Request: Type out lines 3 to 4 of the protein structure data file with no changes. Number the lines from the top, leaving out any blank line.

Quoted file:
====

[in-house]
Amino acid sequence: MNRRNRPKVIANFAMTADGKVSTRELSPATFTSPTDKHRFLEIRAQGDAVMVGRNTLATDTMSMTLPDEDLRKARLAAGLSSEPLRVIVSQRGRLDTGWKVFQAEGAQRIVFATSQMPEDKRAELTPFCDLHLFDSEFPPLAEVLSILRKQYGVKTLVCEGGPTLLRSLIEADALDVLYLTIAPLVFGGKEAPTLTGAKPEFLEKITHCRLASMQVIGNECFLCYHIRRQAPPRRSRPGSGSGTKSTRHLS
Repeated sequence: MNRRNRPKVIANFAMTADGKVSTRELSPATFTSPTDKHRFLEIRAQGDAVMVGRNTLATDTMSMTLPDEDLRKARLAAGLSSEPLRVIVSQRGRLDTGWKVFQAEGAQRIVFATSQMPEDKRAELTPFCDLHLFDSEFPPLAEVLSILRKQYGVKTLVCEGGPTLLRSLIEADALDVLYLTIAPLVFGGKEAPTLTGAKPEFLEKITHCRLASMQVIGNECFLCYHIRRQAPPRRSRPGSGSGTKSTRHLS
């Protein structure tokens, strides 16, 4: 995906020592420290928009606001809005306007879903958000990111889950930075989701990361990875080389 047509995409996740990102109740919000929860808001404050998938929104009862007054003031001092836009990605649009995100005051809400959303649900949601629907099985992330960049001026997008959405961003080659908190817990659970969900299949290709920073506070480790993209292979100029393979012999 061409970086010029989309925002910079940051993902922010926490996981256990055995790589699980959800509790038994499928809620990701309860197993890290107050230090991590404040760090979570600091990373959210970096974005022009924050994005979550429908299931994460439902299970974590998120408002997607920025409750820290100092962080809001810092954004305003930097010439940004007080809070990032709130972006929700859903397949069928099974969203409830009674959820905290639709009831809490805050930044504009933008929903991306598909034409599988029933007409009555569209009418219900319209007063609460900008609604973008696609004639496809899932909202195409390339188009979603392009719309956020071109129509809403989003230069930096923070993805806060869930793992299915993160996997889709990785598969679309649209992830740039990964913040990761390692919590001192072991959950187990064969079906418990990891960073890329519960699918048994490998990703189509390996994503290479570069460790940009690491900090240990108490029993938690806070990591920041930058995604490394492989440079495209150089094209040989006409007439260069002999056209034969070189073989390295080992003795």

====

Repeated sequence: MNRRNRPKVIANFAMTADGKVSTRELSPATFTSPTDKHRFLEIRAQGDAVMVGRNTLATDTMSMTLPDEDLRKARLAAGLSSEPLRVIVSQRGRLDTGWKVFQAEGAQRIVFATSQMPEDKRAELTPFCDLHLFDSEFPPLAEVLSILRKQYGVKTLVCEGGPTLLRSLIEADALDVLYLTIAPLVFGGKEAPTLTGAKPEFLEKITHCRLASMQVIGNECFLCYHIRRQAPPRRSRPGSGSGTKSTRHLS
């Protein structure tokens, strides 16, 4: 995906020592420290928009606001809005306007879903958000990111889950930075989701990361990875080389 047509995409996740990102109740919000929860808001404050998938929104009862007054003031001092836009990605649009995100005051809400959303649900949601629907099985992330960049001026997008959405961003080659908190817990659970969900299949290709920073506070480790993209292979100029393979012999 061409970086010029989309925002910079940051993902922010926490996981256990055995790589699980959800509790038994499928809620990701309860197993890290107050230090991590404040760090979570600091990373959210970096974005022009924050994005979550429908299931994460439902299970974590998120408002997607920025409750820290100092962080809001810092954004305003930097010439940004007080809070990032709130972006929700859903397949069928099974969203409830009674959820905290639709009831809490805050930044504009933008929903991306598909034409599988029933007409009555569209009418219900319209007063609460900008609604973008696609004639496809899932909202195409390339188009979603392009719309956020071109129509809403989003230069930096923070993805806060869930793992299915993160996997889709990785598969679309649209992830740039990964913040990761390692919590001192072991959950187990064969079906418990990891960073890329519960699918048994490998990703189509390996994503290479570069460790940009690491900090240990108490029993938690806070990591920041930058995604490394492989440079495209150089094209040989006409007439260069002999056209034969070189073989390295080992003795």